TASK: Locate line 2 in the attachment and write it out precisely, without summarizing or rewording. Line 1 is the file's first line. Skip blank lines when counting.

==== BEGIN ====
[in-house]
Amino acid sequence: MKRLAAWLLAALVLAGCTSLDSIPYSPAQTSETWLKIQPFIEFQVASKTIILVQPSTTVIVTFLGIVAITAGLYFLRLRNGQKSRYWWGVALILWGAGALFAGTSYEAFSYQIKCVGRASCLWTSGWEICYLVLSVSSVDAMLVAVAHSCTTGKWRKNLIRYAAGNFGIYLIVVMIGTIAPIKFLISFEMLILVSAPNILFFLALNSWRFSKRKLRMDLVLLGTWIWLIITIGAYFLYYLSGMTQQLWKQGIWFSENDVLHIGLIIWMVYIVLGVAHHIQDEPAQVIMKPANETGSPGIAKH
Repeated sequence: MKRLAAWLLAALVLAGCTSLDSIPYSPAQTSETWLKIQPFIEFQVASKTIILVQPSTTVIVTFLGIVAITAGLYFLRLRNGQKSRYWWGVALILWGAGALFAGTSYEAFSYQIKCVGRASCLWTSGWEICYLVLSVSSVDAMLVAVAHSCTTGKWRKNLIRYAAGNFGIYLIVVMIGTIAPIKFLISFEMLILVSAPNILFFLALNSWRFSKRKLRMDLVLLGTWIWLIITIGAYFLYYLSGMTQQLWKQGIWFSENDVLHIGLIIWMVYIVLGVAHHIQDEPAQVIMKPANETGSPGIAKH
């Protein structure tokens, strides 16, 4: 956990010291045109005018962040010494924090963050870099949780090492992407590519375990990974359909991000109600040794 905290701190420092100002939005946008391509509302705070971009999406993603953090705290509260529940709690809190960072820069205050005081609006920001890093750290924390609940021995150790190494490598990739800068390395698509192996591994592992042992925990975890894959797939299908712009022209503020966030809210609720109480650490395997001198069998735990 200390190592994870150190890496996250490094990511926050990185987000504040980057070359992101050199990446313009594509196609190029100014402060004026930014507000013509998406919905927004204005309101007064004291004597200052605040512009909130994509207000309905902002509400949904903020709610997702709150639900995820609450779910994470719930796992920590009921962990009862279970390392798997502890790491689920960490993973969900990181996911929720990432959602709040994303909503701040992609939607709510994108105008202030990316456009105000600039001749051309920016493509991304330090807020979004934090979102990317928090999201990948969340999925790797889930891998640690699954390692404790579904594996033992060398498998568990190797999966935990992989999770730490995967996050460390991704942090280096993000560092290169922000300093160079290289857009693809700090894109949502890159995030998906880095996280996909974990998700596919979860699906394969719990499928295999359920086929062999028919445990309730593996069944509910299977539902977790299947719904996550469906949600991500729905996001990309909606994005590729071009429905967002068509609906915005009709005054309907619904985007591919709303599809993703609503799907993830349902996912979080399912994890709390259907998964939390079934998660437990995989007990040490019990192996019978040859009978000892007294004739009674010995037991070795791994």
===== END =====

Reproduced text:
Amino acid sequence: MKRLAAWLLAALVLAGCTSLDSIPYSPAQTSETWLKIQPFIEFQVASKTIILVQPSTTVIVTFLGIVAITAGLYFLRLRNGQKSRYWWGVALILWGAGALFAGTSYEAFSYQIKCVGRASCLWTSGWEICYLVLSVSSVDAMLVAVAHSCTTGKWRKNLIRYAAGNFGIYLIVVMIGTIAPIKFLISFEMLILVSAPNILFFLALNSWRFSKRKLRMDLVLLGTWIWLIITIGAYFLYYLSGMTQQLWKQGIWFSENDVLHIGLIIWMVYIVLGVAHHIQDEPAQVIMKPANETGSPGIAKH